While an award of attorney's fees under §505 is entrusted to the district court's discretion, we have held that the prevailing party in Copyright Act litigation is presumptively entitled to an award of fees under §505. In the case of prevailing defendants, we have described this presumption as "very strong."

There is no question that a dismissal with prejudice makes the defendant the prevailing party for purposes of an award of attorney's fees under §505.

Lastly in this respect, HQ's citation to and discussion of Riviera Distribs., Inc. v. Jones, 517 F.3d 926, 928 (7th Cir. 2008) glosses over (or more precisely ignores entirely) the fact that Riviera's discussion there could also have been written for this case:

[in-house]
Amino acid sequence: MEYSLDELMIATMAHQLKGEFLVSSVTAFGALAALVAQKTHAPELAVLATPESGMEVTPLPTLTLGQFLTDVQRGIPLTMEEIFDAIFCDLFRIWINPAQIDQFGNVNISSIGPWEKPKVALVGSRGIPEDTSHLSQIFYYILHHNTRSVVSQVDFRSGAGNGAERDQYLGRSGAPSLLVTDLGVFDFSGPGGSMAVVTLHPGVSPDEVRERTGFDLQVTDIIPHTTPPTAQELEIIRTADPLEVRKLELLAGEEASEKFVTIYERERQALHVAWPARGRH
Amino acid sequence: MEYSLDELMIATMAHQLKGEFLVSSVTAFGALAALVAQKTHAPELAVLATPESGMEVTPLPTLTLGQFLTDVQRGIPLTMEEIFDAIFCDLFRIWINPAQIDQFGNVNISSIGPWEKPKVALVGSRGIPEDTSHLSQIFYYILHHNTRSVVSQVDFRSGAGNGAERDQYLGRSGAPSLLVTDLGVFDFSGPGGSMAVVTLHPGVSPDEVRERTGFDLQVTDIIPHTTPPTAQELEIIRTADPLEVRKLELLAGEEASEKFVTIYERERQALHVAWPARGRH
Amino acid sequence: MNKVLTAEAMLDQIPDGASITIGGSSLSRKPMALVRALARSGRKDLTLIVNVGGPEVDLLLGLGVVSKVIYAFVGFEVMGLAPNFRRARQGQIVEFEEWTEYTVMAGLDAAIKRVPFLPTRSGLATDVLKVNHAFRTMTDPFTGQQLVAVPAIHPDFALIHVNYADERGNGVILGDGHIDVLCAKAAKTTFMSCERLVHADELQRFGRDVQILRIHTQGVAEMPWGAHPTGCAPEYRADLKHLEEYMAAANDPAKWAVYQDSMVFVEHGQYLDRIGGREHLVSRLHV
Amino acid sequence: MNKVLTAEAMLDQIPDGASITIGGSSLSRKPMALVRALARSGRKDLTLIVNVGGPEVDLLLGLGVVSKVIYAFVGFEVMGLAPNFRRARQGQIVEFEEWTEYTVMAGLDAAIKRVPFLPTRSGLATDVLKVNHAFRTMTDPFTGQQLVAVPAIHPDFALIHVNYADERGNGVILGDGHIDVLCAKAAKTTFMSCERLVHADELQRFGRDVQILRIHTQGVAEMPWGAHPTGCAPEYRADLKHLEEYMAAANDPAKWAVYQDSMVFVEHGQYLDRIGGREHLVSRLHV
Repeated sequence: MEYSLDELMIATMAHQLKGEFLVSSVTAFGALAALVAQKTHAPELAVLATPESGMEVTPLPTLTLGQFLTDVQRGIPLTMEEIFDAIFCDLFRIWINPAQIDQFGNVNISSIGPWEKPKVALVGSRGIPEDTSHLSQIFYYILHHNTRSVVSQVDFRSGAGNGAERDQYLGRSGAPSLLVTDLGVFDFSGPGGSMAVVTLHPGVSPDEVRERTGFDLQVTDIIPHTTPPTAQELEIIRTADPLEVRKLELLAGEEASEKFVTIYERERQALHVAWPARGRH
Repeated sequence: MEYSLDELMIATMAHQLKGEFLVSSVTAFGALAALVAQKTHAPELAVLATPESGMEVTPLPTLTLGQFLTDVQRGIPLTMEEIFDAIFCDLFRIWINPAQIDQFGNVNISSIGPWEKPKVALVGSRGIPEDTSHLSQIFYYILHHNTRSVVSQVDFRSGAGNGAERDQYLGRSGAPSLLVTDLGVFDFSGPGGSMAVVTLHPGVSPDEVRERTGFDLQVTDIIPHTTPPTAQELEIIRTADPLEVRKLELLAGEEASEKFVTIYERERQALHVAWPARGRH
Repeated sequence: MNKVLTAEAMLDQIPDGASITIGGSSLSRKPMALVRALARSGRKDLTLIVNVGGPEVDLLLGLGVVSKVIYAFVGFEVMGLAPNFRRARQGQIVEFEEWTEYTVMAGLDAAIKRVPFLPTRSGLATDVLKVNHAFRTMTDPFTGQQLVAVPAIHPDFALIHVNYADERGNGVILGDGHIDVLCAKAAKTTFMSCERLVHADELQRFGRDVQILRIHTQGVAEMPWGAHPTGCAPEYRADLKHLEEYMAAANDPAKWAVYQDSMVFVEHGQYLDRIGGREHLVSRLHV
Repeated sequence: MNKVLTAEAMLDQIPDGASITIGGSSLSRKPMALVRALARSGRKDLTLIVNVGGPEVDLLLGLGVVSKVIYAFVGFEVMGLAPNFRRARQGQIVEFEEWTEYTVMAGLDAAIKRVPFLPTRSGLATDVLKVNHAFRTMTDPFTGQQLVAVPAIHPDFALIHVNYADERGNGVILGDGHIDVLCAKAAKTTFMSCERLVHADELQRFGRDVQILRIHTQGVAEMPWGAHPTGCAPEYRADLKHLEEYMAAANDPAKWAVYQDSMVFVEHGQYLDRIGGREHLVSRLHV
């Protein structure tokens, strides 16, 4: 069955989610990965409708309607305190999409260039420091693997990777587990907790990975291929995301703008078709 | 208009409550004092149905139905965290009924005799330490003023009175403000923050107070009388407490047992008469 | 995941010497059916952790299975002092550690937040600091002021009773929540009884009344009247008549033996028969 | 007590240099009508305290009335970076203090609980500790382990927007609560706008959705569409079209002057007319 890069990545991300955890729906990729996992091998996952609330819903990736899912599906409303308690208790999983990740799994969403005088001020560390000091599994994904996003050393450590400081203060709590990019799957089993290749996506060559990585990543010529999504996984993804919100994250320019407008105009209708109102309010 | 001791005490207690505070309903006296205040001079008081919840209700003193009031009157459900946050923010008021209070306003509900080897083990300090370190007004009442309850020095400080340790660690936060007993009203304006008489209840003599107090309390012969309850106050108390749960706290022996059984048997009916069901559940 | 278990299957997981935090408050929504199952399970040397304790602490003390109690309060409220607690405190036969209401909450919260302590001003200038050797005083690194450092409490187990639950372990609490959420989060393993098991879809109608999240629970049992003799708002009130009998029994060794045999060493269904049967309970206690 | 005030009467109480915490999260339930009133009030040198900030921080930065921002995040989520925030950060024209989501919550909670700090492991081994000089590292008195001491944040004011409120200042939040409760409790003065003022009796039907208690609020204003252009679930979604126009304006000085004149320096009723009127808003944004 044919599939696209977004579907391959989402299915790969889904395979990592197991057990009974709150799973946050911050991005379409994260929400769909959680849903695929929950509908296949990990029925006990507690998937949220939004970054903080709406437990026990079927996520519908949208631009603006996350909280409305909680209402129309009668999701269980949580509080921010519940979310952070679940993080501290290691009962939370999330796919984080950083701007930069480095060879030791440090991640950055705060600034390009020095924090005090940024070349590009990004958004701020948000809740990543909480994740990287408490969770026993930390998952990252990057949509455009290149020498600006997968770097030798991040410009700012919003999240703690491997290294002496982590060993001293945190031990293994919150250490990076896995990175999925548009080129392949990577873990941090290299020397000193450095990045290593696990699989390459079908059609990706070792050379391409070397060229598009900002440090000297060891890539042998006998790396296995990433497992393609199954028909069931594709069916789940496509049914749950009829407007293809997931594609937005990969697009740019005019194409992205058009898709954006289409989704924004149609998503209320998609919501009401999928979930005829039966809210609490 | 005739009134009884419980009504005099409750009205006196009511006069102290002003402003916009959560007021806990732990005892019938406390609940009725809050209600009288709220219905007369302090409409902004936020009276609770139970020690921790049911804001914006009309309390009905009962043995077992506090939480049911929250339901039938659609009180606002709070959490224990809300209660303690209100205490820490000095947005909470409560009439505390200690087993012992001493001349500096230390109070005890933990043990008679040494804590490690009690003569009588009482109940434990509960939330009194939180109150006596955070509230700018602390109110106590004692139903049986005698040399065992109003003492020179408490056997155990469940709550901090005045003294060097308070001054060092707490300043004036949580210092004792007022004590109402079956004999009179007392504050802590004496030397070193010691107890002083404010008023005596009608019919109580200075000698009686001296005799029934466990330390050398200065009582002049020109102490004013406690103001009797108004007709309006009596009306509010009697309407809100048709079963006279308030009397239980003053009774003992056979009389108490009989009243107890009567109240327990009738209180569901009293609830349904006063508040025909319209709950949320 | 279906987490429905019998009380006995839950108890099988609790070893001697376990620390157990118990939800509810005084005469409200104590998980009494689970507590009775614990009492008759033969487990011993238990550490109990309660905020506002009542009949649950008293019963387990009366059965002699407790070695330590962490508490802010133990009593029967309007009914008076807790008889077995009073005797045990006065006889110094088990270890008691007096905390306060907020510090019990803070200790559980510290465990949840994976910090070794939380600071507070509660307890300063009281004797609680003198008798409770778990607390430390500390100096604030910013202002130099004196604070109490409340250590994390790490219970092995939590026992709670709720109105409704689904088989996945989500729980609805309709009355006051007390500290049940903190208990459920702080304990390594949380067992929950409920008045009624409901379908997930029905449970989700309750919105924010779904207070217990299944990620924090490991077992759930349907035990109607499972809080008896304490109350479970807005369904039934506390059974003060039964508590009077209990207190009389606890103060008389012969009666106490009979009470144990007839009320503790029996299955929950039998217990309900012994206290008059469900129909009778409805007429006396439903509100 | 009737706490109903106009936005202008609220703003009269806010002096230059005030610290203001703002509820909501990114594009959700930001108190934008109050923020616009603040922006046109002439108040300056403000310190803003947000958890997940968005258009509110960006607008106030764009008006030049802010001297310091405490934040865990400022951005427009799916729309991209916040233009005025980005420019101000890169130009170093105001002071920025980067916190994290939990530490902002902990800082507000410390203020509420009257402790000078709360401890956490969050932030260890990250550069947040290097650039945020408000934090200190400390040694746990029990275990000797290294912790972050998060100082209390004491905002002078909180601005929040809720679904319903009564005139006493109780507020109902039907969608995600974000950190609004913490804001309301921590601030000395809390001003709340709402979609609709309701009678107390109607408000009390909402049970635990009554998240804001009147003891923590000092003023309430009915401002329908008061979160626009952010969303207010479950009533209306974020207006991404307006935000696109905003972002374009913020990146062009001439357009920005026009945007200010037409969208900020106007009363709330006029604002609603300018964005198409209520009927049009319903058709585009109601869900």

The district court denied Midwest's request for fees, ruling that it is not the prevailing party. The judge wrote that he "did not in any way pass on the merits of the litigation.... [T]here has been no evidence of lack of merit to [Riviera's] copyright infringement claims and no finding with respect to the merits of the case.

The Court therefore does not believe that [Midwest is] entitled to prevailing party status on ...